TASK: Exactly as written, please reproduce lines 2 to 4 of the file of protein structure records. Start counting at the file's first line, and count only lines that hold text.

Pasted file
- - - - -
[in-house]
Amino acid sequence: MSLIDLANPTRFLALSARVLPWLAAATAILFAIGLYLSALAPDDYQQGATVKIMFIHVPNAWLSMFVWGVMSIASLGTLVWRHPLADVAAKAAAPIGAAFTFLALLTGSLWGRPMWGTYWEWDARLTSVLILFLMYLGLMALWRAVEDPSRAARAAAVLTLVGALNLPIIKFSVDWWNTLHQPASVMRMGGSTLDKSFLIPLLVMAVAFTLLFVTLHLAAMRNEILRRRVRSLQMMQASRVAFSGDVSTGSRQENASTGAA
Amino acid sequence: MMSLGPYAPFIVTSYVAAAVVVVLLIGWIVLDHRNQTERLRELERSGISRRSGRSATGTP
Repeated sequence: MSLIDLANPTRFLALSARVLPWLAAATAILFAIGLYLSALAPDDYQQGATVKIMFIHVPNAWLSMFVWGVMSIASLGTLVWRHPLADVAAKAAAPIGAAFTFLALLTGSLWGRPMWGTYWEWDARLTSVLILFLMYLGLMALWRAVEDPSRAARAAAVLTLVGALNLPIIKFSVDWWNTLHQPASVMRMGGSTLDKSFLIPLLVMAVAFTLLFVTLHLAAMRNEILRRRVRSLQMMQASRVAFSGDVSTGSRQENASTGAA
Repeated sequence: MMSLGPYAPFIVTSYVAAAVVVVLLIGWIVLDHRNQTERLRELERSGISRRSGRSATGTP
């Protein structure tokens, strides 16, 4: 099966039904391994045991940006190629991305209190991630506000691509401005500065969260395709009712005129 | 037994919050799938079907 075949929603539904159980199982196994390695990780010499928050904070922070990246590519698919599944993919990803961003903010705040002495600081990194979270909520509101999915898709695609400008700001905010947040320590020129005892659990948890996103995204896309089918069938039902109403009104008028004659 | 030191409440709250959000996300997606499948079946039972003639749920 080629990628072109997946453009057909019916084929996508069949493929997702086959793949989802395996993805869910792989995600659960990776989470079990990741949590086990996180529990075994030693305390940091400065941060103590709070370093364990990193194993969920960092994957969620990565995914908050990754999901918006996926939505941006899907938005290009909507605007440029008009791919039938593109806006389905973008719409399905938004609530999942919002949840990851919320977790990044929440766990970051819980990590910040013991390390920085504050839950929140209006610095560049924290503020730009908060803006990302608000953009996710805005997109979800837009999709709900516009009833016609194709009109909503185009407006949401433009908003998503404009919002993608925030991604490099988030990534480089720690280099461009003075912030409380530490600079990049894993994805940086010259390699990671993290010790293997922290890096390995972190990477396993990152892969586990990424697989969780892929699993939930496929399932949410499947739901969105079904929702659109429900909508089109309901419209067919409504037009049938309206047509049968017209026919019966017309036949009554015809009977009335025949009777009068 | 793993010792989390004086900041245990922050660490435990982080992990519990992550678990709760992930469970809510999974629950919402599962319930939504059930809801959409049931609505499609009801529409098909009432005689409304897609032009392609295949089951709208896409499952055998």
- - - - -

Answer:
Amino acid sequence: MSLIDLANPTRFLALSARVLPWLAAATAILFAIGLYLSALAPDDYQQGATVKIMFIHVPNAWLSMFVWGVMSIASLGTLVWRHPLADVAAKAAAPIGAAFTFLALLTGSLWGRPMWGTYWEWDARLTSVLILFLMYLGLMALWRAVEDPSRAARAAAVLTLVGALNLPIIKFSVDWWNTLHQPASVMRMGGSTLDKSFLIPLLVMAVAFTLLFVTLHLAAMRNEILRRRVRSLQMMQASRVAFSGDVSTGSRQENASTGAA
Amino acid sequence: MMSLGPYAPFIVTSYVAAAVVVVLLIGWIVLDHRNQTERLRELERSGISRRSGRSATGTP
Repeated sequence: MSLIDLANPTRFLALSARVLPWLAAATAILFAIGLYLSALAPDDYQQGATVKIMFIHVPNAWLSMFVWGVMSIASLGTLVWRHPLADVAAKAAAPIGAAFTFLALLTGSLWGRPMWGTYWEWDARLTSVLILFLMYLGLMALWRAVEDPSRAARAAAVLTLVGALNLPIIKFSVDWWNTLHQPASVMRMGGSTLDKSFLIPLLVMAVAFTLLFVTLHLAAMRNEILRRRVRSLQMMQASRVAFSGDVSTGSRQENASTGAA